attacker had done, and stop the data from being stolen.
MIE failures were not limited to pure technical issues; they also
existed at an administrative level. The breach investigation revealed that MIE was aware of these weaknesses and the risks they
posed well before the breach but had not taken steps to remediate the issues. In the time leading up to the breach, MIE had conducted at least two penetration tests that flagged the issues—one
that flagged the two accounts’ credentials and another that had
identified the SQL susceptibility. Both penetration tests not only
flagged the issues but also identified them as high risks.
Legal Framework and MIE’s Compliance Failures
In their complaint, the AGs allege that MIE failed to comply with
a number of legal requirements. They point specifically to violations of HIPAA Privacy and Security Rules and state law requirements that require companies to maintain reasonable security
measures, notify individuals of a breach in a timely manner, and
accurately state the level of security that a company has for the
data it maintains.
HIPAA Technical Security Requirements
Also, in the complaint the AGs claim that MIE’s security protections do not meet the standards of multiple HIPAA Security Rule
standards. In their Complaint, the AGs allege that MIE failed to
comply with numerous HIPAA Security Rule violations, including:
Failing to review and modify security measures needed to
maintain a reasonable and appropriate level of protection
Maintaining insufficient security measures to reduce risks
and vulnerabilities to a reasonable and appropriate level
Failing to regularly review records of information system activity
Lacking mechanisms that record and examine activity in
Failing to identify and track users’ access as well as authenticating users and not managing their access
Not adequately encrypting the data it stored
With the complaint, the State AGs highlight the absence of an ac-
tive security monitoring and alert system. Per the complaint, not
having these types of protections is significant because had they
been in place they would have alerted MIE to the presence of sus-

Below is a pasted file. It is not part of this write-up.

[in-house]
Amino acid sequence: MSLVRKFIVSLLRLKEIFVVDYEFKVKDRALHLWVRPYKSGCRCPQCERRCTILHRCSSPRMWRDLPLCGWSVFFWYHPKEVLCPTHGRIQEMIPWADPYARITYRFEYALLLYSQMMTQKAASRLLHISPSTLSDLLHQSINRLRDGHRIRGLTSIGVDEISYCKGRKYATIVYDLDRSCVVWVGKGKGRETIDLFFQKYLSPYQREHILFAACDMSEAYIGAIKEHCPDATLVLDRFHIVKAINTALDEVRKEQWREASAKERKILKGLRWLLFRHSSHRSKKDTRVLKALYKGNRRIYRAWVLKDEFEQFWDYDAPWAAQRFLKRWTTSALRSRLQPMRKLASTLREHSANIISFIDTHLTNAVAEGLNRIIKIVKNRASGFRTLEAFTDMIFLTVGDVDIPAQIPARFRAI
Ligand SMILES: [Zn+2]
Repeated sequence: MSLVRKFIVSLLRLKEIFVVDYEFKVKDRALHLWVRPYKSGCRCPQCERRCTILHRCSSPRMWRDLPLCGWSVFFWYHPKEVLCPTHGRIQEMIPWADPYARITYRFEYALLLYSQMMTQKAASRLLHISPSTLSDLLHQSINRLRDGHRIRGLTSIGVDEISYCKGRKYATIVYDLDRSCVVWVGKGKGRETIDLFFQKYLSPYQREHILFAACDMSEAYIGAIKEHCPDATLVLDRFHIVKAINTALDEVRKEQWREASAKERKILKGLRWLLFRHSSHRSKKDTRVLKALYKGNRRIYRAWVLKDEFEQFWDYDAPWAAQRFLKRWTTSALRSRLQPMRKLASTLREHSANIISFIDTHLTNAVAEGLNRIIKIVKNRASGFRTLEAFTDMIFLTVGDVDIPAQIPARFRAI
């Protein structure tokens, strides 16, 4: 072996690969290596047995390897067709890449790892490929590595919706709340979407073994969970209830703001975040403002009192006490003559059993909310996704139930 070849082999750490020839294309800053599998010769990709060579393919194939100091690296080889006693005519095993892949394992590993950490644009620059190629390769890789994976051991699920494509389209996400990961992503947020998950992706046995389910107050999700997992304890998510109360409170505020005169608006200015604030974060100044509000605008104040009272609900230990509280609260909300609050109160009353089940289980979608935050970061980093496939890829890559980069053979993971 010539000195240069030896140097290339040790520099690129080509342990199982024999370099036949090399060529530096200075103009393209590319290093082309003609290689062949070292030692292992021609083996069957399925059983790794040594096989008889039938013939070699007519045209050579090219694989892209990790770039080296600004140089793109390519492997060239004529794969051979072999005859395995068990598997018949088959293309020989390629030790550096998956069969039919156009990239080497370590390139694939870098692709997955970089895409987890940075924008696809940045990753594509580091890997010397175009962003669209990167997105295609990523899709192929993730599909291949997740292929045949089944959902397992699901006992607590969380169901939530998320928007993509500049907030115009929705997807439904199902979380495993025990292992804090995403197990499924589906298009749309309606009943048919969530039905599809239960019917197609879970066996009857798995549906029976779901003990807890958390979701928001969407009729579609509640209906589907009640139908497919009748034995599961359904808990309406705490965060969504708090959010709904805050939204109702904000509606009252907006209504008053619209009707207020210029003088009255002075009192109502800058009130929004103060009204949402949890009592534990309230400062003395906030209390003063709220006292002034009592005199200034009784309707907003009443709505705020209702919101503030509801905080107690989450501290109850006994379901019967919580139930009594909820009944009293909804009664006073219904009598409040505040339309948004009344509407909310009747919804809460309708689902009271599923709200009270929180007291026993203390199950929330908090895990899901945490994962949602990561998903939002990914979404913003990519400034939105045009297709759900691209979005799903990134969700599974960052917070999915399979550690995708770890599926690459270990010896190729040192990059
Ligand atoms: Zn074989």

picious remote connections long before the network slowdown.
The lack of this system would, therefore, be a potential violation of
the Security Rule because MIE failed to review and modify security
measures needed to maintain a reasonable and appropriate level
of protection over electronic protected health information, imple-
ment security measures sufficient to reduce risks and vulnerabili-
ties to a reasonable and appropriate level, implement procedures
to regularly review records of information system activity, and im-
plement mechanisms that record and examine activity in informa-
tion systems, all of which are required by the regulations.
The complaint also faults MIE’s lack of controls around how us-
ers accessed the network, including not identifying and tracking
users, not authenticating users, and not managing user’s access,
all of which is also required by the Security Rule. Finally, the AGs
identified the lack of encryption of the data that was exfiltrated as
a final violation of the Security Rule’s technology requirements.
HIPAA Administrative Requirements
In addition to the technical safeguard issues, the AGs cited MIE
with deficiencies in meeting required administrative safeguards.
The complaint specifically makes note of MIE’s flawed incident
response process and its non-finalized and incomplete incident
response plan. The AGs deem this to be a violation of HIPAA’s
requirement to have such a process in place and allude to the
fact that the state of the incident response plan is representative
of the quality of MIE’s other policies and procedures. Similarly,
the fact that MIE conducted risk analyses but did not remediate the risks that those analyses revealed is yet another administrative violation. Finally, the AGs’ position is that the lack of
controls on the amount of information that was accessible using the compromised accounts is an indication that MIE does
Historic State AG